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Illegal activism puts jobs and safety at risk



8 April 2019 - The Australian Meat Industry Council (AMIC) CEO Patrick Hutchinson has called for a strong and rapid response after activists illegally entered several member operations this morning, putting themselves, hundreds of workers and thousands of animals at risk.

At least five AMIC member businesses were targeted in the invasions, led by vegan activists. The break ins were also linked to a major protest which shut down roads in Melbourne and interrupted the morning peak hour.

“What we’ve seen here is a group of ideologically driven people flouting the law, at the expense of businesses and employees doing the right thing, completely lawfully,” Mr Hutchinson says.

The member organisations involved are all small to medium sized regional facilities.

“What this amounts to is workers in regional and rural Australia being impacted by people who are not part of their communities. They come in, they cause trouble, they create images that are not representative of the work our members do, they damage a business’s ability to operate, and then they’re gone.”

Mr Hutchinson says Australia’s meat sector provides 55,000 full time jobs. It is worth $22 billion annually and meat the seventh-largest export commodity in the country. In many regional areas, the local meat processing facility is the biggest employer in town.

“Of course people are entitled to their own views, but illegally entering facilities is just not okay. It creates biosecurity risks, it leads to breaches of privacy, it is potentially unsafe for the activists themselves and at the end of the day it puts at risk jobs in regional communities,” he says.

“There is a genuine potential for the sector to be negatively impacted through inability to conduct business or through direct damage to premises, which could potentially lead to job losses in communities that cannot afford to lose jobs.”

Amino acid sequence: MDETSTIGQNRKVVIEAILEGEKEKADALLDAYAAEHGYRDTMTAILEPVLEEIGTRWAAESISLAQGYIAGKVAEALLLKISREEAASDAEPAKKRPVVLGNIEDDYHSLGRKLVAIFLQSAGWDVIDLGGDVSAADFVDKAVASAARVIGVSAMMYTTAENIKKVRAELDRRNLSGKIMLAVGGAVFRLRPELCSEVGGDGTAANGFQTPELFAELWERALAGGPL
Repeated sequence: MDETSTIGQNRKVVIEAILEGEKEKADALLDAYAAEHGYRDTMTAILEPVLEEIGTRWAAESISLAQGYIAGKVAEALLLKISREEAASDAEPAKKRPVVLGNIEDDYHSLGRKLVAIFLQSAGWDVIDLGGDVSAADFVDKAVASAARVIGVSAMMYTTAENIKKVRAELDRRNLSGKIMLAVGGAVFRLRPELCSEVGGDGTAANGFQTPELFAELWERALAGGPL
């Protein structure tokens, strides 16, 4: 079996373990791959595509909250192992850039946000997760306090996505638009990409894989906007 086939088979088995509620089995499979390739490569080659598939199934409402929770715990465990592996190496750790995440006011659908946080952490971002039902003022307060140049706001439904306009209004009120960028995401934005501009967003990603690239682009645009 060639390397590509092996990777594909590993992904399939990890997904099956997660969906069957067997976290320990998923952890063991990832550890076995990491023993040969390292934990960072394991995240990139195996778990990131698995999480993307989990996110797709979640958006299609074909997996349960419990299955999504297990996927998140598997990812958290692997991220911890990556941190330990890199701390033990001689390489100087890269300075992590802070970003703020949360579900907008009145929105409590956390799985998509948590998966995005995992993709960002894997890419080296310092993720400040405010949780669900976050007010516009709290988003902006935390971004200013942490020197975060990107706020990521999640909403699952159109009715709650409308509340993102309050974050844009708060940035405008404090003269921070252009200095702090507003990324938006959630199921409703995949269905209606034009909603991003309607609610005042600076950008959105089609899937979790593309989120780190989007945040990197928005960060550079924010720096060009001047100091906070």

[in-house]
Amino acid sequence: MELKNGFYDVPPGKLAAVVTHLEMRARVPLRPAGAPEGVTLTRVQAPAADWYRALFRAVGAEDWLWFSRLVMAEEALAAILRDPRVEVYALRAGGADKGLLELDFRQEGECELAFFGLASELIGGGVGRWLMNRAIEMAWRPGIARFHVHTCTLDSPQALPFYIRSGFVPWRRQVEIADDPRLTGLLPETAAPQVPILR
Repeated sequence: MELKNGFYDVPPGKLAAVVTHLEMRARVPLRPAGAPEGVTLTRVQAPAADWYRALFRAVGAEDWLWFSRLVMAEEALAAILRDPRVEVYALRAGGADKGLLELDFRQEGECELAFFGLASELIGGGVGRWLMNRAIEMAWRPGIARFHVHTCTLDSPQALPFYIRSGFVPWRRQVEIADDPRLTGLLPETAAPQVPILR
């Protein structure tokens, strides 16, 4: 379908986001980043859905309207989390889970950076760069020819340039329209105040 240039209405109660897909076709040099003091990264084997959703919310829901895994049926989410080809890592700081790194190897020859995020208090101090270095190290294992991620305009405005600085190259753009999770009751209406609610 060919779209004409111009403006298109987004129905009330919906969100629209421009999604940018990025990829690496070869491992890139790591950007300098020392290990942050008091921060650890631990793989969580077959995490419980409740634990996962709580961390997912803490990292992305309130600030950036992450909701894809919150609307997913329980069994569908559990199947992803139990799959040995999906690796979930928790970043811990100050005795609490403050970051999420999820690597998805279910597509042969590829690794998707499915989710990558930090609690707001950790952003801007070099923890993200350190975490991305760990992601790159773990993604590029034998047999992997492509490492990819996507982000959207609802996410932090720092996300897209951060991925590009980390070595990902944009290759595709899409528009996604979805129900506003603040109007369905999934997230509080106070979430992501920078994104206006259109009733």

Mr Hutchinson says AMIC’s members are held to the very highest standards of animal welfare, in all aspects of operation.

“The impact of encouraging activist encroachment onto these sites hurts hundreds and in some cases thousands of employees and their families who are working to ensure a safe and consistent food supply for Australia and the rest of the world.”

Just last week the Federal Government announced a crackdown on activism, including bringing agribusiness-shaming website Aussie Farms under the purview of the Privacy Act, which comes with potential penalties of up to $400,000 for breaches.

“We welcomed the announcement from government that these illegal acts will not be tolerated. Now we are keen to see the announcements backed by action. We’re aware that protesters have been removed from several sites by police, and we hope to see real penalties imposed.”

AMIC is working with police and government not only to resolve this current situation but to develop improved approaches to managing ongoing activism.

 

“If people want to raise concerns or issues, then they must go about it in a civil way,” Mr Hutchinson says.

 

AMIC is the peak council that represents retailers, processors and smallgoods manufacturers and is the only industry association representing the post-farmgate Australian meat industry.

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